Study Description

Soviet Nationalities Data: 1926 and 1959 Censuses

TITLE: Soviet Nationalities Data: 1926 and 1959 Censuses.

ORIGINATING ORGANIZATION OR RESEARCHER: Brian Silver, Department of Political Science, University of Wisconsin-Madison.

DISC SOURCE: Brian Silver; collected from the 1926 and 1959 Soviet census reports and other statistical handbooks (see the documentation for full references).

DATES OF STUDY OR DATA COLLECTION: Data from the 1926 and 1959 Soviet censuses. Data were coded and punched in the mid- to late-1970s.

UNIVERSE TO WHICH DATA PERTAIN: Union of Soviet Socialist Republics, 1926 and 1959.

NUMBER OF DATA UNITS: 4 data files (data are in card image format: file one: 28 records per observation; file two: 4 records per observation; file three: 1 record per observation; file four: 2 records per observation); total of 4,532 logical records; 69 language groups. 11/2015 SPSS systax files and SPSS system data files are added.


REFERENCE MATERIALS: Documentation includes a detailed codebook. Extensive notes on sources of information, problems encountered in coding particular pieces of information, and estimating procedures used for some of the variables are included.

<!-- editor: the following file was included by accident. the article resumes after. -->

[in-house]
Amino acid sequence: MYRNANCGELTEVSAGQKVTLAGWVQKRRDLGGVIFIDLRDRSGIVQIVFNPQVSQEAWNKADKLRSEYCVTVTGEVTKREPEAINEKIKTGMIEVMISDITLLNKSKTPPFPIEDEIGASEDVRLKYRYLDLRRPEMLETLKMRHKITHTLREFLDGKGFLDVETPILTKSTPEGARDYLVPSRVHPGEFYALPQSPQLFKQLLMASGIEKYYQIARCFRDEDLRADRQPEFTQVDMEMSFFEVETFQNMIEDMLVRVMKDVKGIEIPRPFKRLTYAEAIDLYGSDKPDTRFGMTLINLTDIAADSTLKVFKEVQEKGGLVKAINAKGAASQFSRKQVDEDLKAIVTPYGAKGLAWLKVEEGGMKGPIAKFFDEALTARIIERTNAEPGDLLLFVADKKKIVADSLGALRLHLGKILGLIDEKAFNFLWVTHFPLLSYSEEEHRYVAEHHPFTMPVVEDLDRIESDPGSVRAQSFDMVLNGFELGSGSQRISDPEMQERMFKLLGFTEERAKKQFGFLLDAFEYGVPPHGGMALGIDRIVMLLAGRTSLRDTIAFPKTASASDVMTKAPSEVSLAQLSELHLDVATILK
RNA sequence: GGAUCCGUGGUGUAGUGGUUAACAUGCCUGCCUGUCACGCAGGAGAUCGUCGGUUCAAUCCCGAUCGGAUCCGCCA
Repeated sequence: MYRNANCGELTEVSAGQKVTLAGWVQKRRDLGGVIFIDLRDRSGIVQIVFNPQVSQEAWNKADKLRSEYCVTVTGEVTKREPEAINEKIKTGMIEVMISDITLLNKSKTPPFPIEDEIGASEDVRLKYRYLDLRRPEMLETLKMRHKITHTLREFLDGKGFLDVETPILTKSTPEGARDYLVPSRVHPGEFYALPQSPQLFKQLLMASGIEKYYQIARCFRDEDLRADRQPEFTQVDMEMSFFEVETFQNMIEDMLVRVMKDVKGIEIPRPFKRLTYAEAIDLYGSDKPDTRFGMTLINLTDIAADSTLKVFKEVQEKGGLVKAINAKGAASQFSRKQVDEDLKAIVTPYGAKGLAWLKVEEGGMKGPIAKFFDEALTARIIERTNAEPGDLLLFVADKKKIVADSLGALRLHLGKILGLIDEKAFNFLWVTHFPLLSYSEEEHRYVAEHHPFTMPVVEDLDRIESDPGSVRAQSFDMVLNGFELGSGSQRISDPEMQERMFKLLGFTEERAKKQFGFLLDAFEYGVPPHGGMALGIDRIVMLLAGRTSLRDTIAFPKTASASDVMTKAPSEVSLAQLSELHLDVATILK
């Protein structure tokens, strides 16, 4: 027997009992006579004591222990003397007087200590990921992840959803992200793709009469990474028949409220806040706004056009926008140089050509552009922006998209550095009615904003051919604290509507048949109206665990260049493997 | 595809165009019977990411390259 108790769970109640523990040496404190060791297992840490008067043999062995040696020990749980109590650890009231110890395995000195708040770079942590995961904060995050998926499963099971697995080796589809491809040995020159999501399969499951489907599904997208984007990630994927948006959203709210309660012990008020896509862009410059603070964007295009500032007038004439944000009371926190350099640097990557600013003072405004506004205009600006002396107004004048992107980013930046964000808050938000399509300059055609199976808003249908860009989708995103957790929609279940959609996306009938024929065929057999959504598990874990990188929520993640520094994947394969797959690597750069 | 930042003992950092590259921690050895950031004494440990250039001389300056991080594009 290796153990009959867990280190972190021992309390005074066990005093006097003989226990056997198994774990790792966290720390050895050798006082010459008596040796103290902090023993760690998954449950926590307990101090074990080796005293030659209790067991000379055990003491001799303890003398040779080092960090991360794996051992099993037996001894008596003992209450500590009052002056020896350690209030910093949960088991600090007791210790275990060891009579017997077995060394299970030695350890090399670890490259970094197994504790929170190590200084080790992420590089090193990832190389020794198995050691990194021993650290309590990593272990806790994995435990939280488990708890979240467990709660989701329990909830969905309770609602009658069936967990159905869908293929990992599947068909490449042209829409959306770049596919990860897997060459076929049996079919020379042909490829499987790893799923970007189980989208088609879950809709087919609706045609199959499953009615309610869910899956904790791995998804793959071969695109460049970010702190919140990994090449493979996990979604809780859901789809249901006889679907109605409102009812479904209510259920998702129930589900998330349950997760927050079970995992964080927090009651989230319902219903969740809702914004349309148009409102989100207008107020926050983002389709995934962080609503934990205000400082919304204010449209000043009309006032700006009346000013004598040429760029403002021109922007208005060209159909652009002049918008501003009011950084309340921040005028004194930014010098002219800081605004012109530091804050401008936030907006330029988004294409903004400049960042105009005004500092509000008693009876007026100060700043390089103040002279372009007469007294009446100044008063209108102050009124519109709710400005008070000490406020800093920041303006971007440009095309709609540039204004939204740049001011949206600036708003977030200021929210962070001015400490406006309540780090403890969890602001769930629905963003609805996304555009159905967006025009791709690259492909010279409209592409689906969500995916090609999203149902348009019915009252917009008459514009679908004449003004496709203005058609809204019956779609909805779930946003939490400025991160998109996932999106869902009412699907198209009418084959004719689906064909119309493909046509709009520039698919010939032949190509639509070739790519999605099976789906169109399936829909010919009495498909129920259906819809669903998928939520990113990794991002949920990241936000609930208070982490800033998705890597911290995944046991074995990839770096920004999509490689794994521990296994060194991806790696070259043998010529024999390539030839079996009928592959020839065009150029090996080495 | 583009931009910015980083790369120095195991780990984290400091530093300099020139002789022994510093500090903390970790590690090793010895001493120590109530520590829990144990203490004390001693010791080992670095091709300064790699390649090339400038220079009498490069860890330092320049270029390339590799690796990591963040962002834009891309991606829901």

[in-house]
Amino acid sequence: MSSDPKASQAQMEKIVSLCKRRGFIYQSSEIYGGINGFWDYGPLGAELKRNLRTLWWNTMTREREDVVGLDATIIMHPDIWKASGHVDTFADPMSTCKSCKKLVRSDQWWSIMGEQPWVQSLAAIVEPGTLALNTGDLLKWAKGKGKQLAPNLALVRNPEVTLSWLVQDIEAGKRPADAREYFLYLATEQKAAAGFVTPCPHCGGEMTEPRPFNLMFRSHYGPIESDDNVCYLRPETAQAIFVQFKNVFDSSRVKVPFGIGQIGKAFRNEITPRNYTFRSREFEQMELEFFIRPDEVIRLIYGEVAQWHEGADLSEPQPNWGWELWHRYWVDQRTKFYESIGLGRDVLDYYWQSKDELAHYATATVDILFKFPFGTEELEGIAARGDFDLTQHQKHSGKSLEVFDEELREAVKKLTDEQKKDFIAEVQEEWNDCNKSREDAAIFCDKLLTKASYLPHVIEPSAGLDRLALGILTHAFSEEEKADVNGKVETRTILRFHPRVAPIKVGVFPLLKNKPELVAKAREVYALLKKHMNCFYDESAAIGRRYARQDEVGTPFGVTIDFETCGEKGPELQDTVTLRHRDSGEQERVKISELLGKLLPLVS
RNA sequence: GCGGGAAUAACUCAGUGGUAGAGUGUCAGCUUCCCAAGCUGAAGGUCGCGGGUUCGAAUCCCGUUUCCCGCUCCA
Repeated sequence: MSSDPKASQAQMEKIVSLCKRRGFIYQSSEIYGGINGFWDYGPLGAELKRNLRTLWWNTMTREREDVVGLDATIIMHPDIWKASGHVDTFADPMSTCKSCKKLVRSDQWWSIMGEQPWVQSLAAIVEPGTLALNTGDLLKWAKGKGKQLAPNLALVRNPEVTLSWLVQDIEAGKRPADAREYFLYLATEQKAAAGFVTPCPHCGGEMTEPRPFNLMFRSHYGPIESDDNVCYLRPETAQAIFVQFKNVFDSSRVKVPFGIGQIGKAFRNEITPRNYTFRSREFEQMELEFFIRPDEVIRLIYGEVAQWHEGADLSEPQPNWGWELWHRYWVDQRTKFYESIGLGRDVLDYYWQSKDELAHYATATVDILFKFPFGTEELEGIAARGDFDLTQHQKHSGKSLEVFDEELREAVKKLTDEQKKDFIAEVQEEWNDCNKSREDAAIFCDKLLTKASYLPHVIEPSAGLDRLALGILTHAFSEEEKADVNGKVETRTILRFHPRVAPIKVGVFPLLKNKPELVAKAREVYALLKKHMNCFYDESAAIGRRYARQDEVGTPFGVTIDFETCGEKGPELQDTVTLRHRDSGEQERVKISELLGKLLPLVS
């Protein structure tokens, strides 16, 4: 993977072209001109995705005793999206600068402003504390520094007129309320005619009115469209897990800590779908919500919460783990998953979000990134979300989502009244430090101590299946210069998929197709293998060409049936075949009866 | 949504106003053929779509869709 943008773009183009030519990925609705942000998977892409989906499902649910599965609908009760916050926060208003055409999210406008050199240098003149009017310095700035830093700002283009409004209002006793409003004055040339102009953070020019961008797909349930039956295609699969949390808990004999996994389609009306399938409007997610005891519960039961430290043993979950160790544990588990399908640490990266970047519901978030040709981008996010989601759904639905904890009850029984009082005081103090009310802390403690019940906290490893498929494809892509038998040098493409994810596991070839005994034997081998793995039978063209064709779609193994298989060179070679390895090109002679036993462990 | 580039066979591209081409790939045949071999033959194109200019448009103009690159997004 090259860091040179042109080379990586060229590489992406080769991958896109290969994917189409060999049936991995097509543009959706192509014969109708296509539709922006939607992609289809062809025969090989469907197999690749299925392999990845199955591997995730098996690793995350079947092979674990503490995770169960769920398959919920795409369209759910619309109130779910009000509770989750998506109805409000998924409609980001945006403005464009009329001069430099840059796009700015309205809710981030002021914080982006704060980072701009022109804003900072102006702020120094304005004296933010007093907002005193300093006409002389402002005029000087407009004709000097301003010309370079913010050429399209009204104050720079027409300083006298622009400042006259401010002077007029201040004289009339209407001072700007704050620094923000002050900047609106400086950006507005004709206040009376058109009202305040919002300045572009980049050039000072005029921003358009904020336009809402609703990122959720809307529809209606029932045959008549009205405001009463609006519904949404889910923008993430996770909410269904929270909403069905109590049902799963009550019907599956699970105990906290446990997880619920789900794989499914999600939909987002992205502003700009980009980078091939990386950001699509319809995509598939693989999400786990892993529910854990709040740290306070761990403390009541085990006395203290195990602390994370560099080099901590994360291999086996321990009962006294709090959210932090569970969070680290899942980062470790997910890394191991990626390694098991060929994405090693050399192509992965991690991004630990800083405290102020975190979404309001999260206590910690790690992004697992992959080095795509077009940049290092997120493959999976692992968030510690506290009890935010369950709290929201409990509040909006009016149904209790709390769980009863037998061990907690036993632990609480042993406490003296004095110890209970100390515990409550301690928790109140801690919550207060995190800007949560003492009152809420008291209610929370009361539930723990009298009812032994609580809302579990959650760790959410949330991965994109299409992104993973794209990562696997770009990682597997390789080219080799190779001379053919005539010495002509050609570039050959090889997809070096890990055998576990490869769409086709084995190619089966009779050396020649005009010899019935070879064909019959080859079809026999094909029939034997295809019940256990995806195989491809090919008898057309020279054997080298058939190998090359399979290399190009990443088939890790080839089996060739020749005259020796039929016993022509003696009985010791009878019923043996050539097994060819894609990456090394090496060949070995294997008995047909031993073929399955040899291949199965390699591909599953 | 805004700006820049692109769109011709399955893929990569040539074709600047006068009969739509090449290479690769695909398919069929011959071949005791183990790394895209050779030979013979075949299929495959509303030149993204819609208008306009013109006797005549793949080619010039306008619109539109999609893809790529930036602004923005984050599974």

CONDITION OF DATA: As collected by Brian Silver.

ABSTRACT OF CONTENT: The data represent an attempt to compile as much of the systematically arranged quantitative data on Soviet nationalities as could be garnered from published sources. The principle sources were the 1926 and 1959 Soviet census reports (full references are included in the documentation) and such statistical handbooks as Naradnoe khoziaistvo and Kul'turnoe stroitel'stvo. The central goal was to compile all available quantitative information on the linguistic practices and level of socio-economic development of Soviet ethnic groups. All groups that had been granted recognition in the form of their own constituent Union Republic, Autonomous Republic or Autonomous Province (Oblast) have been included -- at least an attempt was made to acquire information about such groups. In addition, for a number of "non-native" groups (Jews, Poles, Hungarians, Germans, etc.) whatever systematic information that could be found has been included--though for many purposes the researcher may wish to exclude these groups from the analysis. For almost all of the variables coded, the data are complete for the major nationalities of the Union Republics; for most variables data for up to 35 groups are complete; for some variables more than 50 groups are covered.